The rationale behind these principles is that subsidies should be directed at providing access to services, with as minimal impact on market processes as possible. Subsidies can be helpful in encouraging the building of infrastructure and the connection of customers to it.
188.8.131.52 Competition for Subsidies
Another crucial element of good subsidies practice is competitive selection processes. When determining which private sector enterprises government will partner with in the subsidised provision of broadband infrastructure, policymakers should consider the tangible benefits provided for by competition:
- competitive subsidy provision is likely to deliver significant savings to governments, as it ensures that the enterprises with the best business models, technological solutions and market acumen are selected to receive the subsidies;
- regular competitive processes are likely to reduce the risk of corruption or waste in government subsidy programs; and
- the level of the subsidy is determined by the market, rather than by policymakers.
A least-cost subsidy auction is a proven mechanism for introducing competition into the provision of subsidies. This approach has been used successfully by governments in their partnerships with the private sector that have delivered a range of services, particularly telecommunications, to areas beyond the current reach of the market. A least-cost subsidy auction is likely to involve the following stages:
- government outlines the scope of the program and its objectives: service levels, population coverage, geographic reach and the maximum level of subsidy on offer;
- government communicates these goals to industry through a Request for Proposals process. Key terms of the subsidy offer are also likely to be communicated at this stage, including the length of the program and any special requirements government may have;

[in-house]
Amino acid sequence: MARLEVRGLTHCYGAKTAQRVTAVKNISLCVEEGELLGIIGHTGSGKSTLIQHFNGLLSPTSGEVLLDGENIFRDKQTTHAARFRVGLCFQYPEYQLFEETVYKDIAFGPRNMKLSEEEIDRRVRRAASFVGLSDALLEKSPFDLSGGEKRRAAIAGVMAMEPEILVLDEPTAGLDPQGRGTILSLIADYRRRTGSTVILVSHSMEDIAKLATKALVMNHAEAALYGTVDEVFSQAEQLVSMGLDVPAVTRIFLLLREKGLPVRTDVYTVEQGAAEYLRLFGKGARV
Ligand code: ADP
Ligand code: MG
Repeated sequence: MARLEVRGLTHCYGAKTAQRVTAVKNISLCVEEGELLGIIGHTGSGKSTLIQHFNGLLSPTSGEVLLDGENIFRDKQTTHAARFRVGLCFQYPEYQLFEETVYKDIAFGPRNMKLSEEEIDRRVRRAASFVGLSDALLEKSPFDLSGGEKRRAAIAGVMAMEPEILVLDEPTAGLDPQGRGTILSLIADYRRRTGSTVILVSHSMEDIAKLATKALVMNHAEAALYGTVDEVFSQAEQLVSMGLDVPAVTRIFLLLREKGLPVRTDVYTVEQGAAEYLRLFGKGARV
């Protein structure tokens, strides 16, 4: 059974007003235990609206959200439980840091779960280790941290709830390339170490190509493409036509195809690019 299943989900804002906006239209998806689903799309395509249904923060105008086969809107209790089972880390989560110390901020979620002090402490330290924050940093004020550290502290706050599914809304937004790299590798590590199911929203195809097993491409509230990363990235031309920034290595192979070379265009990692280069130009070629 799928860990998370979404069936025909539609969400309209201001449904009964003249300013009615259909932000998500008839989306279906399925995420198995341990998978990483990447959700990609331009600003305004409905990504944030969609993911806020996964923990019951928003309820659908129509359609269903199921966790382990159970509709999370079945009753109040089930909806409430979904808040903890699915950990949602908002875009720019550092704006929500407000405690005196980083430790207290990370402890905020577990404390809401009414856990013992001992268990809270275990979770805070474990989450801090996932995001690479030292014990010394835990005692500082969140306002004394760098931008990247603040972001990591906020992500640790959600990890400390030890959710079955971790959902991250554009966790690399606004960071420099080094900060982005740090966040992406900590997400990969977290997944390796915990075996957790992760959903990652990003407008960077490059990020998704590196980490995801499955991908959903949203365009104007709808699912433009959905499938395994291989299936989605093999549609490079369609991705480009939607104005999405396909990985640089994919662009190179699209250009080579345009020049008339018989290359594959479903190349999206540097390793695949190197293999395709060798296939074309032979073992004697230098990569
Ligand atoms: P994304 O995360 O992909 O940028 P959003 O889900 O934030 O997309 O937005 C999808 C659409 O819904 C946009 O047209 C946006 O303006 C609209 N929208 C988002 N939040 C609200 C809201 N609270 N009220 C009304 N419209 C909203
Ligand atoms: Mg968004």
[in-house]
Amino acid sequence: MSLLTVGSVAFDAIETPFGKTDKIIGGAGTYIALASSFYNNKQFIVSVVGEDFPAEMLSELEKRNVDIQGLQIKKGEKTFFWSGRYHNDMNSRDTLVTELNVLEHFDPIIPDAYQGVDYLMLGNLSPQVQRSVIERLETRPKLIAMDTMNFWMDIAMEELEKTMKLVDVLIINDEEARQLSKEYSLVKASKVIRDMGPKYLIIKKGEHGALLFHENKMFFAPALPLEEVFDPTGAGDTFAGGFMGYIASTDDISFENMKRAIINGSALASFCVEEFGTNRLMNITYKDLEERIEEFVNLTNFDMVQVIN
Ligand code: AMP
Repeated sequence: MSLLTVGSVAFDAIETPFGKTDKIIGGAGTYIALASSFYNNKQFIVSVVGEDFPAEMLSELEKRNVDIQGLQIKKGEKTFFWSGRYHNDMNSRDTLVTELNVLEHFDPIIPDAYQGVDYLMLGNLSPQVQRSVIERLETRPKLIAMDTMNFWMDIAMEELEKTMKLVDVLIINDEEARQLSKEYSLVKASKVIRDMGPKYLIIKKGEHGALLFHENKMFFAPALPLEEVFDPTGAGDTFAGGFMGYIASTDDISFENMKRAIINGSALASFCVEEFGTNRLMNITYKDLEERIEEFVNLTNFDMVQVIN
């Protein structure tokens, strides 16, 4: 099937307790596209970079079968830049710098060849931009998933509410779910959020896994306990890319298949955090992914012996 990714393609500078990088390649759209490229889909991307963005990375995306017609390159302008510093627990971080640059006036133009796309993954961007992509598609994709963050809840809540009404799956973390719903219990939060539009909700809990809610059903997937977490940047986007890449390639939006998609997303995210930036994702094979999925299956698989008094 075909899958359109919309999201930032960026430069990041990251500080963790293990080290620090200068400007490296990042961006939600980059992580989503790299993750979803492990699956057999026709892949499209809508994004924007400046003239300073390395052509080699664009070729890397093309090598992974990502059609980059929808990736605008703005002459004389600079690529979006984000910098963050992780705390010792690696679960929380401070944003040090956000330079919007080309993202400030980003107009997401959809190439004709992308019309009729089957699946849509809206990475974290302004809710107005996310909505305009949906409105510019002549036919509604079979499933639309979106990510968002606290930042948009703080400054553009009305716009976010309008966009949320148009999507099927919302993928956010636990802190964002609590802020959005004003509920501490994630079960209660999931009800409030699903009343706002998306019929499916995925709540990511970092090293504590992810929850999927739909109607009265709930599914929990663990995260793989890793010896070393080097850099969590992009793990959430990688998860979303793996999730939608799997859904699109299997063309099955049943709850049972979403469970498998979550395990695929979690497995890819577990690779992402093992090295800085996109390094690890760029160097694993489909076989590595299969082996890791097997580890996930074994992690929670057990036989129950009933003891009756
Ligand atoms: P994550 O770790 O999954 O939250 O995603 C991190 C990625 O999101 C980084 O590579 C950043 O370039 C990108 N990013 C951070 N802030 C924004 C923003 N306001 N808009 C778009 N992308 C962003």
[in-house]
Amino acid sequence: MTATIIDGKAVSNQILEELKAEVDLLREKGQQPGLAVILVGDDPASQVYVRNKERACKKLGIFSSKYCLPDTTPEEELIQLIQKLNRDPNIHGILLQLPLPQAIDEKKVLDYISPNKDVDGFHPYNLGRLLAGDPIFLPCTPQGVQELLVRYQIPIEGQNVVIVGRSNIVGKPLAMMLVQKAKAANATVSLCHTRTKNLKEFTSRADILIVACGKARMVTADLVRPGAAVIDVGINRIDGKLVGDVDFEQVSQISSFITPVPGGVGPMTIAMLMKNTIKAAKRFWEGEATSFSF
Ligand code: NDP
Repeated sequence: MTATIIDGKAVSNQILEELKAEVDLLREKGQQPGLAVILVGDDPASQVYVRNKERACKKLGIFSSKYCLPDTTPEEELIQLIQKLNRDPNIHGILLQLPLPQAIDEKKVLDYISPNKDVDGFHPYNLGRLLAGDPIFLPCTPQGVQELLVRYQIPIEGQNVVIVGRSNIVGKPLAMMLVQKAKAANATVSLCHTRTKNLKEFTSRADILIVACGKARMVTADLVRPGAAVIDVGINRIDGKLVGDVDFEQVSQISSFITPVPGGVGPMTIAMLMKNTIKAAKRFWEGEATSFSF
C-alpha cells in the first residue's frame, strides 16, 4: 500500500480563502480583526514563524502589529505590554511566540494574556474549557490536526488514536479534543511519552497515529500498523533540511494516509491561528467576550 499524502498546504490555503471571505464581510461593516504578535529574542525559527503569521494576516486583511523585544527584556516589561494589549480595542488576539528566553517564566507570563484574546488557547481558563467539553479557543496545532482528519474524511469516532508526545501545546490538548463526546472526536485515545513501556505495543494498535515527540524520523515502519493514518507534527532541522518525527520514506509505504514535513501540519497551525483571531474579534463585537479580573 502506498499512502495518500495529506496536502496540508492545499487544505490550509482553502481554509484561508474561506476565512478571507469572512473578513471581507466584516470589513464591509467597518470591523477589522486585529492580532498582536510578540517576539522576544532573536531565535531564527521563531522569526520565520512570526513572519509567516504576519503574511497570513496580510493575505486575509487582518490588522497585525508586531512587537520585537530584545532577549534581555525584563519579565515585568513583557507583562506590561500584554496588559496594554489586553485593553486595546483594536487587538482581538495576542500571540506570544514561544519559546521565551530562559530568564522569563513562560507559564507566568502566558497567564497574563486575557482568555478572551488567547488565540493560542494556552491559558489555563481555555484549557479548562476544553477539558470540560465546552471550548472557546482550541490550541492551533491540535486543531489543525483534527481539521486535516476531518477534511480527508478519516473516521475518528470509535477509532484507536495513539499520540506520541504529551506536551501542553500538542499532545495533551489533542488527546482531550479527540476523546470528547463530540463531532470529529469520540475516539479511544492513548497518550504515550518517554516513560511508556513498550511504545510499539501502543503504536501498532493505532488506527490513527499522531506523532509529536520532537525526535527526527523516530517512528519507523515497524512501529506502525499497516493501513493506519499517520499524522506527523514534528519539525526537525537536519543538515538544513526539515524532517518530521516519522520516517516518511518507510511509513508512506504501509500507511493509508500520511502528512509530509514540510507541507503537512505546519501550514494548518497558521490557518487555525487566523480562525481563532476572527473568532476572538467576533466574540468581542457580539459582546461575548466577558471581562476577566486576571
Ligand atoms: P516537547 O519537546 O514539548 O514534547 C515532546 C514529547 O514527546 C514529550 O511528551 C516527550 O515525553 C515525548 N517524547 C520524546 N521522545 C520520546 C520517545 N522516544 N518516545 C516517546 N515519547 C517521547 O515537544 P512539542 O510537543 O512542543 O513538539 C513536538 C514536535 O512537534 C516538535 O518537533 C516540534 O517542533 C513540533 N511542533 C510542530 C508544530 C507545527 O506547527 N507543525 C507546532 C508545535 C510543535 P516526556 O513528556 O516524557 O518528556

- private firms prepare bids in response to the request. If firms have specific questions about the project objectives and auction process government answers them, but information is shared between all potential tendering parties – through mechanisms such as a project extranet;
- private firms are free to develop their own business strategies, technological solutions and pricing structures. They communicate these plans to Government through responses to the Request of Proposals;
- proposals are analysed in a fair and transparent manner. Government selects the proposal that delivers the best value for money;
- government enters into an agreement with the successful private sector firm and pays subsidies in full or in instalments, linked to milestone performance;
- service providers own all facilities and carry legal and financial risks associated with the delivery of the service; and
- government monitors project progress and performance – tracking the effectiveness of subsidies to feed back into later subsidy design processes.*